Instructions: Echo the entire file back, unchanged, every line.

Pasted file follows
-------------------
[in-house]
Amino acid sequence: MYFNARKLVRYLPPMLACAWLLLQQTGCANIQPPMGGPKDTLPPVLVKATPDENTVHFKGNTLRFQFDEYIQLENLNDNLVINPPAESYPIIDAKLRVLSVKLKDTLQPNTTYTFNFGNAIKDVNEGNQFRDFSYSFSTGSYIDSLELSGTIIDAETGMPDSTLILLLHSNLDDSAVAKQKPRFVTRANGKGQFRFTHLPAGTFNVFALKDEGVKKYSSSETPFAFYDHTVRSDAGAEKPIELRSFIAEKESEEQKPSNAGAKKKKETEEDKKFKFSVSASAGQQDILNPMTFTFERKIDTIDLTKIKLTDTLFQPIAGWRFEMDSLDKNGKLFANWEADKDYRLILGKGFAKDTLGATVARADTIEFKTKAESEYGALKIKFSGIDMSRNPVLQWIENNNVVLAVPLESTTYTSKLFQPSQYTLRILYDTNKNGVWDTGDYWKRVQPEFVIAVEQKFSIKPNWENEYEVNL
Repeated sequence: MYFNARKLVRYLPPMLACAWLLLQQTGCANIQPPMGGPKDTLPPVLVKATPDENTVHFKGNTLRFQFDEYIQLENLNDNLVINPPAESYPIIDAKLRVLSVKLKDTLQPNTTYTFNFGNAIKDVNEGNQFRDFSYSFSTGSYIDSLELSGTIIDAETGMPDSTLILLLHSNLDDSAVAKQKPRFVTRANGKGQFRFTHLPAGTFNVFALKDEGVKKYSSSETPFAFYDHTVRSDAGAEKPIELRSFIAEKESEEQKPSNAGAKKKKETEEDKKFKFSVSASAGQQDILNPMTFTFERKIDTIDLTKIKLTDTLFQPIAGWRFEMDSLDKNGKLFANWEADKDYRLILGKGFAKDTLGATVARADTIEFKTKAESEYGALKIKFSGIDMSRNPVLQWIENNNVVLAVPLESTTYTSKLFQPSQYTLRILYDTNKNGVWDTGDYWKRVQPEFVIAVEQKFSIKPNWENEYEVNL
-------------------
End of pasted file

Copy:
[in-house]
Amino acid sequence: MYFNARKLVRYLPPMLACAWLLLQQTGCANIQPPMGGPKDTLPPVLVKATPDENTVHFKGNTLRFQFDEYIQLENLNDNLVINPPAESYPIIDAKLRVLSVKLKDTLQPNTTYTFNFGNAIKDVNEGNQFRDFSYSFSTGSYIDSLELSGTIIDAETGMPDSTLILLLHSNLDDSAVAKQKPRFVTRANGKGQFRFTHLPAGTFNVFALKDEGVKKYSSSETPFAFYDHTVRSDAGAEKPIELRSFIAEKESEEQKPSNAGAKKKKETEEDKKFKFSVSASAGQQDILNPMTFTFERKIDTIDLTKIKLTDTLFQPIAGWRFEMDSLDKNGKLFANWEADKDYRLILGKGFAKDTLGATVARADTIEFKTKAESEYGALKIKFSGIDMSRNPVLQWIENNNVVLAVPLESTTYTSKLFQPSQYTLRILYDTNKNGVWDTGDYWKRVQPEFVIAVEQKFSIKPNWENEYEVNL
Repeated sequence: MYFNARKLVRYLPPMLACAWLLLQQTGCANIQPPMGGPKDTLPPVLVKATPDENTVHFKGNTLRFQFDEYIQLENLNDNLVINPPAESYPIIDAKLRVLSVKLKDTLQPNTTYTFNFGNAIKDVNEGNQFRDFSYSFSTGSYIDSLELSGTIIDAETGMPDSTLILLLHSNLDDSAVAKQKPRFVTRANGKGQFRFTHLPAGTFNVFALKDEGVKKYSSSETPFAFYDHTVRSDAGAEKPIELRSFIAEKESEEQKPSNAGAKKKKETEEDKKFKFSVSASAGQQDILNPMTFTFERKIDTIDLTKIKLTDTLFQPIAGWRFEMDSLDKNGKLFANWEADKDYRLILGKGFAKDTLGATVARADTIEFKTKAESEYGALKIKFSGIDMSRNPVLQWIENNNVVLAVPLESTTYTSKLFQPSQYTLRILYDTNKNGVWDTGDYWKRVQPEFVIAVEQKFSIKPNWENEYEVNL